MEXICO CITY — In places like Mexico City, where conceptual art with an overt sociopolitical agenda currently dominates, media such as sculpture, drawing, and painting go completely unnoticed, seen as vain expressions belonging to an expired avant-garde. Painting’s continued institutional sublimation begs questions about the role of the painter and the place of materiality and craft in contemporary art. Namely, where is contemporary painting situated in the Mexican art scene?
Brazilian artist Lucas Arruda’s show Deserto – Modelo is a direct confrontation with the question of painting’s place today. Three small seascape compositions — all of them from 2015 and titled “Untitled (Deserto – Modelo)” — hang at Lulu, a tiny white cube sunk in a timeless, middle-class Mexico City neighborhood. They suggest a subtle yet drastic concern for painting at its most elemental. Arruda’s obsessive battle with perceptual elements such as light and space entails an enigmatic exploration of time — namely, time as a hidden value discernible in the final appearance of each piece. For instance, the smallest painting in the exhibition was made using a technique in which paint is shoved and collected at the canvas’s edges, framing the image with the residue of discarded oil paint. The seascape composition coexists with the most basic expression of painting: paint.
Through almost ritualistic, repetitive actions, Arruda investigates the interdependence of imaginative and tangible spaces. Artists like him remind us that painting is surely not dead. Ironic as it may sound, what may be radical today in contemporary art is the regression to fundamental questions about beauty, dissonance, harmony, and the sublime. Arruda’s technique is intended to provoke an ethereal moment of both recognition and forgetfulness. Light emanates from the center; a subtle horizon is visible, yet lost in a sense of defined blurriness or mild abstraction. Mostly known for his intricate landscape paintings, he portrays metaphorical content that illustrates a sensitive, precise idiosyncrasy, a trait he shares with Lulu’s curatorial program.
Artist Martin Soto Climent and independent curator Chris Sharp founded Lulu three years ago. It is one of the few places in Mexico City willing to show novel, unpretentious work, one that is autonomous from a herd tendency in the Mexican art scene. Lulu engages with a very local, specific community while at the same time resonating with an eclectic international scene. The gallery works with Mexican and foreign artists who have had little or no exposure in Mexico City, but who bring a palpable tension to the local scene, among them Michael E. Smith, Nina Canell, Ian Kiaer, Melanie Smith, and Kate Newby. In a way, Lulu fills a gap by showing artists who simultaneously belong to the scene and keep to its periphery.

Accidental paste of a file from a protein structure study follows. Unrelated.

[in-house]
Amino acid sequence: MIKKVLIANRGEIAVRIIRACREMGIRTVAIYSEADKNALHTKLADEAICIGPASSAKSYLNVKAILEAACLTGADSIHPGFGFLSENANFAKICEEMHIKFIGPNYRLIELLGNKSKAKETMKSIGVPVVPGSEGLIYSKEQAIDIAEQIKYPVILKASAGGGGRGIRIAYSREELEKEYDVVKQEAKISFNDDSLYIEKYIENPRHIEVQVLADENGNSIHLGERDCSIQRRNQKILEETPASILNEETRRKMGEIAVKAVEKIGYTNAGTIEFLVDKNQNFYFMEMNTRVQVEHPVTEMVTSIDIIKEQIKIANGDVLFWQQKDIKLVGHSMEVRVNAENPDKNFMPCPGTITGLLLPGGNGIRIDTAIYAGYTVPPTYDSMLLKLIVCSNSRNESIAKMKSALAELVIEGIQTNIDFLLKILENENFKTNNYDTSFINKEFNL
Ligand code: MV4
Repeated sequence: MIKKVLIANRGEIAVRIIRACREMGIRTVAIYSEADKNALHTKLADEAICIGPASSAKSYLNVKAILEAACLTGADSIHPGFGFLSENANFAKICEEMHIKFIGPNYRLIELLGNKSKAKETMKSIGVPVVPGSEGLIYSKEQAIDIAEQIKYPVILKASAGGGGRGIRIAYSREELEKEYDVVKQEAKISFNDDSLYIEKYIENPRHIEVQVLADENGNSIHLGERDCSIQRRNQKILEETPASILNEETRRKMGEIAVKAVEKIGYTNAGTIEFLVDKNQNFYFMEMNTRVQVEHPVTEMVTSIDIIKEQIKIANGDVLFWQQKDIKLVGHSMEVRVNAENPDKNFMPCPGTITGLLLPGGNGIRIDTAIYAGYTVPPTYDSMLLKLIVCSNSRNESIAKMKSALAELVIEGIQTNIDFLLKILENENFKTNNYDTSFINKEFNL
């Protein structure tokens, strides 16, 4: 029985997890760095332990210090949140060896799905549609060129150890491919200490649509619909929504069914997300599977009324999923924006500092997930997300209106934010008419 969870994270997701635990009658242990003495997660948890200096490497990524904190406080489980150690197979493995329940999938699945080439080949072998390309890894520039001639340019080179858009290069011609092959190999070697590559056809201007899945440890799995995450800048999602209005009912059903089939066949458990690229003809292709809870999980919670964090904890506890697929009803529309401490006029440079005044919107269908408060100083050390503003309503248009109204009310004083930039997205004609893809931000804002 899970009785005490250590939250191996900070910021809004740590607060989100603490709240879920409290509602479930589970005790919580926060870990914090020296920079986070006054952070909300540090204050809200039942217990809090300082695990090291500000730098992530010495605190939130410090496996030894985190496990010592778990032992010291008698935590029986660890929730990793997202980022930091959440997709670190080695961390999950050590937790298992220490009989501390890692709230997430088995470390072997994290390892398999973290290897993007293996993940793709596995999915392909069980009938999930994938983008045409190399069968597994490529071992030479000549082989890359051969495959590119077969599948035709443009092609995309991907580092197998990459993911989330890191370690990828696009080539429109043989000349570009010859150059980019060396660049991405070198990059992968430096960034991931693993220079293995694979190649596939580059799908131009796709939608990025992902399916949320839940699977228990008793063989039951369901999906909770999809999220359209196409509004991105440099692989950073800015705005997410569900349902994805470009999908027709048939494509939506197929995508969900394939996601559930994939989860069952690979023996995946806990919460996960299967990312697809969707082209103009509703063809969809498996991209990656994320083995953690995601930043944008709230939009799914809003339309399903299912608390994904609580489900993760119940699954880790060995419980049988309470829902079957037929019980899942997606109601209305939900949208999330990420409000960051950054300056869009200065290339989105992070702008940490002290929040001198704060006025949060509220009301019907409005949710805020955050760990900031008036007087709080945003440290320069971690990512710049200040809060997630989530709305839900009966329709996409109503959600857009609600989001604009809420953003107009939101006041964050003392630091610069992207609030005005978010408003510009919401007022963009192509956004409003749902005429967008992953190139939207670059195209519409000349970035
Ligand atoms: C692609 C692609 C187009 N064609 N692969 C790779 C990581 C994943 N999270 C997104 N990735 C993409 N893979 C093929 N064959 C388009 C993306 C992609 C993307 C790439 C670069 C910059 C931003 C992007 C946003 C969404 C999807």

Lulu’s aim is to show work that doesn’t separate content and form. The gallery is also interested in a very specific artistic production, in which “craft, the actual making of art plays a very important role,” Sharp told Hyperallergic. “Lulu was born in part from these perceived lacunae. When I first arrived in DF, I kept ending up at all these non-curated, pop-up group shows all over the city, which lasted only one night. They seemed more like excuses to drink mezcal than real shows.”
The art scene in Mexico City is generally entangled in a monocultural trendiness that is evident in the lack of critique and the uniformity of artistic production. But in recent years there has been a more heterogeneous dialogue with new artist-run spaces going against the dominant tendencies. Lulu’s curatorial approach has nurtured a more complex dialogue in the city’s tiny contemporary art scene with new ideas regarding not only craft and materiality, but also the politics of the gallery system. This catalytic gesture will, hopefully, enable fresh approaches to the aesthetic problems preoccupying local artists and give way to a more varied, kaleidoscopic range of artistic production that still resists complete elucidation.